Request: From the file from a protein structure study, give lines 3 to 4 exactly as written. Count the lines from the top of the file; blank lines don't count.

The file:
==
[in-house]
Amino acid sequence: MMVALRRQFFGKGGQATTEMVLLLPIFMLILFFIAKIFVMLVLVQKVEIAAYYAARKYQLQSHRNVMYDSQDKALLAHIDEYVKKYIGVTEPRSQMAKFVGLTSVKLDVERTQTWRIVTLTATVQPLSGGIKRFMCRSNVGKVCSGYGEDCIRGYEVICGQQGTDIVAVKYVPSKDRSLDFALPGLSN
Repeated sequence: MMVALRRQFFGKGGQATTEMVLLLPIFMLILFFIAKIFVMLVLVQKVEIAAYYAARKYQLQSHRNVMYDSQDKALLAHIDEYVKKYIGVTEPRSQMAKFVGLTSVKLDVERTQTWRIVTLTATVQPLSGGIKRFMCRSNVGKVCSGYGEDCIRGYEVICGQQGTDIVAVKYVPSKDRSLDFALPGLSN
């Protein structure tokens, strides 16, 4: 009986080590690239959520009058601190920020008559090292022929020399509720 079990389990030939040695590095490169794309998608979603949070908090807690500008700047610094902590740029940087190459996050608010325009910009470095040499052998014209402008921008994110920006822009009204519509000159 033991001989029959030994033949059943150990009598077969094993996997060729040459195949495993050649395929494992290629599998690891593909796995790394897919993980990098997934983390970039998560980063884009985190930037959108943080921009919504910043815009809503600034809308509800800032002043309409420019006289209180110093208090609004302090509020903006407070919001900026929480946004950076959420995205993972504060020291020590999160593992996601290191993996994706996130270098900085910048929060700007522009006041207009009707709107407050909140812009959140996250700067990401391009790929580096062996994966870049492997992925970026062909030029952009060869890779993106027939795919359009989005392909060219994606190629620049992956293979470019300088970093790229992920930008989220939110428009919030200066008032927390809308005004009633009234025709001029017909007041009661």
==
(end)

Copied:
Repeated sequence: MMVALRRQFFGKGGQATTEMVLLLPIFMLILFFIAKIFVMLVLVQKVEIAAYYAARKYQLQSHRNVMYDSQDKALLAHIDEYVKKYIGVTEPRSQMAKFVGLTSVKLDVERTQTWRIVTLTATVQPLSGGIKRFMCRSNVGKVCSGYGEDCIRGYEVICGQQGTDIVAVKYVPSKDRSLDFALPGLSN
């Protein structure tokens, strides 16, 4: 009986080590690239959520009058601190920020008559090292022929020399509720 079990389990030939040695590095490169794309998608979603949070908090807690500008700047610094902590740029940087190459996050608010325009910009470095040499052998014209402008921008994110920006822009009204519509000159 033991001989029959030994033949059943150990009598077969094993996997060729040459195949495993050649395929494992290629599998690891593909796995790394897919993980990098997934983390970039998560980063884009985190930037959108943080921009919504910043815009809503600034809308509800800032002043309409420019006289209180110093208090609004302090509020903006407070919001900026929480946004950076959420995205993972504060020291020590999160593992996601290191993996994706996130270098900085910048929060700007522009006041207009009707709107407050909140812009959140996250700067990401391009790929580096062996994966870049492997992925970026062909030029952009060869890779993106027939795919359009989005392909060219994606190629620049992956293979470019300088970093790229992920930008989220939110428009919030200066008032927390809308005004009633009234025709001029017909007041009661």